The Hero Arm has such a strong aesthetic — it’s bold, elegant, classic-looking, a little cyberpunk.
“It was fascinating that they wanted to know if I could open a jar beforehand,” Natalie said. Her answer was no. “It makes me think that insurance doesn’t know what to ask or what is actually useful.” she shared. After a nine-month process of communicating with insurance, Natalie was denied, with the reason being that the Hero Arm wasn’t medically necessary and that not enough research exists to prove that it is.
“The folks at Hangar told me not to worry about it, that they’d handle it,” Natalie said. In addition, Natalie expressed to us that she feels lucky to be someone who gets the opportunity to use a Hero Arm, and that the opportunity needs to be continually extended to those who are facing uphill battles when it comes to prosthetic accessibility. “I think about that a lot, and I’m happy that is part of your mission.” Natalie said.
Pivoting to asking us some questions, Natalie expressed interest in learning more about what is most useful about the SideKick Hero Arm app. Within the app, users have access to training features that focus on muscle strength, training videos that highlight specific activities you can use the Hero Arm for, as well as grip sequencing depending on user preference, and light & haptic control. Connecting to Natalie’s bit about medical necessity and lack of research, the app also collects usage data that will be extremely beneficial in presenting the case for future insurance approvals.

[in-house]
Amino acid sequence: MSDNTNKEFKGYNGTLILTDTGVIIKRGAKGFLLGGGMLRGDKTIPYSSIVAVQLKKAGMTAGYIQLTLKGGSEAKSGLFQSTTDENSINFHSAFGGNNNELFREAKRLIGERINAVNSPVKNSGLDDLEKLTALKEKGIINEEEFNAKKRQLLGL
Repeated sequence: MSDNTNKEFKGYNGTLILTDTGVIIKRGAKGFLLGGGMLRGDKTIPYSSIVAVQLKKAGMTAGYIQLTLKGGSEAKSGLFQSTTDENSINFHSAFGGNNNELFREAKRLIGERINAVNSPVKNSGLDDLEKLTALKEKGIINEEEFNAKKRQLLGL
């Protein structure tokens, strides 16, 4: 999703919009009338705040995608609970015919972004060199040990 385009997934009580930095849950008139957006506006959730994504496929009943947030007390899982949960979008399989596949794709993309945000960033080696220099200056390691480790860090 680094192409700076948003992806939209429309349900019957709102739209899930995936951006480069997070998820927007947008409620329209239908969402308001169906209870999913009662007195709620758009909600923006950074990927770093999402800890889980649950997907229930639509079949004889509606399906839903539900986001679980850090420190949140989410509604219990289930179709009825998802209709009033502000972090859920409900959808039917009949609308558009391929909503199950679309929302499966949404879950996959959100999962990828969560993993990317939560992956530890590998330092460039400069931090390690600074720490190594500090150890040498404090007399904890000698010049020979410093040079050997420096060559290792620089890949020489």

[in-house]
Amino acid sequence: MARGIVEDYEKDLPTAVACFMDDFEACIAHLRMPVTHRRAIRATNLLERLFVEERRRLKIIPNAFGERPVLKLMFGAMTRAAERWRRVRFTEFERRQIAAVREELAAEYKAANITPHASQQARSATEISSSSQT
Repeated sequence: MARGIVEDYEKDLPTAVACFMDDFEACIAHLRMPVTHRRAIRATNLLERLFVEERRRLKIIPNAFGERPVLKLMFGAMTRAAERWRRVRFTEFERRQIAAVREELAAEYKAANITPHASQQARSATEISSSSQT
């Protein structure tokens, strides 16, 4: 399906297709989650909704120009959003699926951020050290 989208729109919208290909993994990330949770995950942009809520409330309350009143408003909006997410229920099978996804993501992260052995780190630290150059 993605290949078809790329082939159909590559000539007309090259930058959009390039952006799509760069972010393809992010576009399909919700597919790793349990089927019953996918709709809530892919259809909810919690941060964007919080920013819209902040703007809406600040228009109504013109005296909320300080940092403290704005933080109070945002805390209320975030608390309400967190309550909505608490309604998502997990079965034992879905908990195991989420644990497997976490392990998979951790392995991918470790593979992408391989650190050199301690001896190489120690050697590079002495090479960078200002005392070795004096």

The mental health side of disability also intrigues Natalie. She expressed that more proactive support is extremely important. “There’s so much mental health intertwined with disability, and from an OT (occupational therapy) perspective, those follow-ups could be really cool, really beneficial,” she said. “The Hero Arm is such a cool device, but it’s more than the sum of its parts, it becomes a part of the person.” Natalie expressed.
The Hero Arm is such a cool device, but it’s more than the sum of its parts, it becomes a part of the person.
Interestingly, Natalie and we agreed that prosthetics have a long way to go in terms of dexterity, and that the future looks interesting. For example, integrating more intricate movement and positioning of the fingers and wrist. Importantly, Natalie countered by reminding us that those systems should not come at the expense of comfort and weight. “Before there’s more grips, before there’s more motors – give it the comfort of really being able to wear it all day.” she explained.
Overwhelmingly, Natalie and we agreed upon a shared vision where people with limb difference have the funds, the means, and the resources to get this type of technology that leads to societal acceptance and emotional wellbeing not only while using a Hero Arm, but just overall.
“I’ve noticed such a societal difference towards me when I’m wearing my Hero Arm,” Natalie said. “That raises the standards for everyone, a lot of people with disabilities don’t have those resources and become more marginalized, so I’m excited yet cautious for the future, but happy to know that you (Open Bionics) are thinking about these things too.” she shared.
If you are a Hero Arm user who is interested in participating in a user chat with our team, please register interest with Lucas Slusher by sending him an email at [email protected]. If you’d like to trial the Hero Arm, click on the link below to register your interest and begin your bionic journey with us!
The Hero Arm uses myoelectric sensors which detect underlying muscular contractions generated from specific muscle groups in the arm. These are then amplified and converted into intuitive and proportional bionic hand movements. Each Hero Arm is custom-built for optimal comfort, and fits like a glove.